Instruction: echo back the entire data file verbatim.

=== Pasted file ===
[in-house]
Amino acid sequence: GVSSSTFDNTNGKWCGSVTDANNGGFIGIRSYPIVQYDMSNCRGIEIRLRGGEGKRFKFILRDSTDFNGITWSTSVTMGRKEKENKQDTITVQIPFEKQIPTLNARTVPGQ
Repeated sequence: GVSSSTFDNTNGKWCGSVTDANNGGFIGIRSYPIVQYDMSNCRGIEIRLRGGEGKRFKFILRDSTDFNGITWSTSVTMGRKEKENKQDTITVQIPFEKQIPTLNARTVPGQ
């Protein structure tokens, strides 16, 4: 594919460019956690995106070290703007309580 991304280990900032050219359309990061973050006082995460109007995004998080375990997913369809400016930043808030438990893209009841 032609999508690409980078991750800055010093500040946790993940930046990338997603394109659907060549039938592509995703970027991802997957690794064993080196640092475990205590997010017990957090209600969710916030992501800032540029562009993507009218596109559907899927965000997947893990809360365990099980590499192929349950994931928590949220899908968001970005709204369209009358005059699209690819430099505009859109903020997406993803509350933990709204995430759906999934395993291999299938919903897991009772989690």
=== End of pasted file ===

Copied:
[in-house]
Amino acid sequence: GVSSSTFDNTNGKWCGSVTDANNGGFIGIRSYPIVQYDMSNCRGIEIRLRGGEGKRFKFILRDSTDFNGITWSTSVTMGRKEKENKQDTITVQIPFEKQIPTLNARTVPGQ
Repeated sequence: GVSSSTFDNTNGKWCGSVTDANNGGFIGIRSYPIVQYDMSNCRGIEIRLRGGEGKRFKFILRDSTDFNGITWSTSVTMGRKEKENKQDTITVQIPFEKQIPTLNARTVPGQ
């Protein structure tokens, strides 16, 4: 594919460019956690995106070290703007309580 991304280990900032050219359309990061973050006082995460109007995004998080375990997913369809400016930043808030438990893209009841 032609999508690409980078991750800055010093500040946790993940930046990338997603394109659907060549039938592509995703970027991802997957690794064993080196640092475990205590997010017990957090209600969710916030992501800032540029562009993507009218596109559907899927965000997947893990809360365990099980590499192929349950994931928590949220899908968001970005709204369209009358005059699209690819430099505009859109903020997406993803509350933990709204995430759906999934395993291999299938919903897991009772989690």